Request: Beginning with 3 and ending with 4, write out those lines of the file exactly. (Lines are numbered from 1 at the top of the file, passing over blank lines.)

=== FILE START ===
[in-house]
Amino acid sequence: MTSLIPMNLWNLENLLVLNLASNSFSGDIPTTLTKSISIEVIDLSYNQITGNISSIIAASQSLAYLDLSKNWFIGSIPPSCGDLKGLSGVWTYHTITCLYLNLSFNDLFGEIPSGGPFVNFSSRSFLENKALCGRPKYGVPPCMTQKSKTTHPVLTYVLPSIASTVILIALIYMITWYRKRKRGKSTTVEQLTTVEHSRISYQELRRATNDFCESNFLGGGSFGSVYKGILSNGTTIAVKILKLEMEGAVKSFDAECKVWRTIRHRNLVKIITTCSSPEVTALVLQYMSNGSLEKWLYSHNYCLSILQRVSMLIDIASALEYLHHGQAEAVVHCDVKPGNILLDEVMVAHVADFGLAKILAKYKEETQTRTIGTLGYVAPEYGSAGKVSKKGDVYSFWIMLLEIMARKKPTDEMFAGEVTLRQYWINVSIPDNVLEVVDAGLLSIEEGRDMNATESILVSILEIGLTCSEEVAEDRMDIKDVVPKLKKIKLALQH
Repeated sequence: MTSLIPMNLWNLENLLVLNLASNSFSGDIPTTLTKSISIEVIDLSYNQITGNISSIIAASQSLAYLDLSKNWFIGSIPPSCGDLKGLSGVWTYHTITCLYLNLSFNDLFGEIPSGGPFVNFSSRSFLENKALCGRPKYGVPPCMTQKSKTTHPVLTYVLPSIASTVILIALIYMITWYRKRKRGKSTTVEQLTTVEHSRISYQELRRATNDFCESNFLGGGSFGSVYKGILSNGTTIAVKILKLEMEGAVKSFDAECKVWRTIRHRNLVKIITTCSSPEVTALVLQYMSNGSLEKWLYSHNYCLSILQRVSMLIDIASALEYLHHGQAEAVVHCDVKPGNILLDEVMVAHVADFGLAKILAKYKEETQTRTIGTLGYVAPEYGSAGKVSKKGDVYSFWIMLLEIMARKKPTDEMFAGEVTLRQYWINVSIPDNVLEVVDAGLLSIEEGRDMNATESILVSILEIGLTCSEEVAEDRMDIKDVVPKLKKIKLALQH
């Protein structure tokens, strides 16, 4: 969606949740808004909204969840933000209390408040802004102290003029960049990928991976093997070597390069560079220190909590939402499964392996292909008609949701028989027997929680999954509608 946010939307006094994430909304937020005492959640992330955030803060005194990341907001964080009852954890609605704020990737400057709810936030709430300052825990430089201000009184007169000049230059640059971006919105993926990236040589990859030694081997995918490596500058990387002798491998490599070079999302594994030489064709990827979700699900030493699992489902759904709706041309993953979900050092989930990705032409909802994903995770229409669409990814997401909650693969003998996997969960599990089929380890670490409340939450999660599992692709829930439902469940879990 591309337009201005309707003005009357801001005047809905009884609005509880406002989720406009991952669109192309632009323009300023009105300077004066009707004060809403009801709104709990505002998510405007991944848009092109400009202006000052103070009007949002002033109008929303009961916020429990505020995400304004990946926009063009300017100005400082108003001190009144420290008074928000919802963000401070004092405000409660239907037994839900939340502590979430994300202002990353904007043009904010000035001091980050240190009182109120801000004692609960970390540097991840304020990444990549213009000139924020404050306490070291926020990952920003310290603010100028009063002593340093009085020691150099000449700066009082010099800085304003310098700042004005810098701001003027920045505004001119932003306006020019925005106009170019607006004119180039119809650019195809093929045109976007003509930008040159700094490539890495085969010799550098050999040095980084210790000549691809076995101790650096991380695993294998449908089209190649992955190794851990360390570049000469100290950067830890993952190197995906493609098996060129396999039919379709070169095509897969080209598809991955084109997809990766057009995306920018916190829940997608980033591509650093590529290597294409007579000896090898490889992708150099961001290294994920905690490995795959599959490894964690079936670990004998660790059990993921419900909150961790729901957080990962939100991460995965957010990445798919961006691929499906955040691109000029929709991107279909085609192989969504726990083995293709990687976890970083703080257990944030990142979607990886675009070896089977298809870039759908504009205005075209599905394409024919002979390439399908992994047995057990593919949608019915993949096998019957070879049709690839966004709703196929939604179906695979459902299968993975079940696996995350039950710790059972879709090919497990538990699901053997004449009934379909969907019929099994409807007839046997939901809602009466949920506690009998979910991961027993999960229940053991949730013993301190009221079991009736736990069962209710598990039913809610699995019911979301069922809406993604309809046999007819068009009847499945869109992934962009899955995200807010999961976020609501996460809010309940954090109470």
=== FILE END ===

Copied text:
Repeated sequence: MTSLIPMNLWNLENLLVLNLASNSFSGDIPTTLTKSISIEVIDLSYNQITGNISSIIAASQSLAYLDLSKNWFIGSIPPSCGDLKGLSGVWTYHTITCLYLNLSFNDLFGEIPSGGPFVNFSSRSFLENKALCGRPKYGVPPCMTQKSKTTHPVLTYVLPSIASTVILIALIYMITWYRKRKRGKSTTVEQLTTVEHSRISYQELRRATNDFCESNFLGGGSFGSVYKGILSNGTTIAVKILKLEMEGAVKSFDAECKVWRTIRHRNLVKIITTCSSPEVTALVLQYMSNGSLEKWLYSHNYCLSILQRVSMLIDIASALEYLHHGQAEAVVHCDVKPGNILLDEVMVAHVADFGLAKILAKYKEETQTRTIGTLGYVAPEYGSAGKVSKKGDVYSFWIMLLEIMARKKPTDEMFAGEVTLRQYWINVSIPDNVLEVVDAGLLSIEEGRDMNATESILVSILEIGLTCSEEVAEDRMDIKDVVPKLKKIKLALQH
């Protein structure tokens, strides 16, 4: 969606949740808004909204969840933000209390408040802004102290003029960049990928991976093997070597390069560079220190909590939402499964392996292909008609949701028989027997929680999954509608 946010939307006094994430909304937020005492959640992330955030803060005194990341907001964080009852954890609605704020990737400057709810936030709430300052825990430089201000009184007169000049230059640059971006919105993926990236040589990859030694081997995918490596500058990387002798491998490599070079999302594994030489064709990827979700699900030493699992489902759904709706041309993953979900050092989930990705032409909802994903995770229409669409990814997401909650693969003998996997969960599990089929380890670490409340939450999660599992692709829930439902469940879990 591309337009201005309707003005009357801001005047809905009884609005509880406002989720406009991952669109192309632009323009300023009105300077004066009707004060809403009801709104709990505002998510405007991944848009092109400009202006000052103070009007949002002033109008929303009961916020429990505020995400304004990946926009063009300017100005400082108003001190009144420290008074928000919802963000401070004092405000409660239907037994839900939340502590979430994300202002990353904007043009904010000035001091980050240190009182109120801000004692609960970390540097991840304020990444990549213009000139924020404050306490070291926020990952920003310290603010100028009063002593340093009085020691150099000449700066009082010099800085304003310098700042004005810098701001003027920045505004001119932003306006020019925005106009170019607006004119180039119809650019195809093929045109976007003509930008040159700094490539890495085969010799550098050999040095980084210790000549691809076995101790650096991380695993294998449908089209190649992955190794851990360390570049000469100290950067830890993952190197995906493609098996060129396999039919379709070169095509897969080209598809991955084109997809990766057009995306920018916190829940997608980033591509650093590529290597294409007579000896090898490889992708150099961001290294994920905690490995795959599959490894964690079936670990004998660790059990993921419900909150961790729901957080990962939100991460995965957010990445798919961006691929499906955040691109000029929709991107279909085609192989969504726990083995293709990687976890970083703080257990944030990142979607990886675009070896089977298809870039759908504009205005075209599905394409024919002979390439399908992994047995057990593919949608019915993949096998019957070879049709690839966004709703196929939604179906695979459902299968993975079940696996995350039950710790059972879709090919497990538990699901053997004449009934379909969907019929099994409807007839046997939901809602009466949920506690009998979910991961027993999960229940053991949730013993301190009221079991009736736990069962209710598990039913809610699995019911979301069922809406993604309809046999007819068009009847499945869109992934962009899955995200807010999961976020609501996460809010309940954090109470």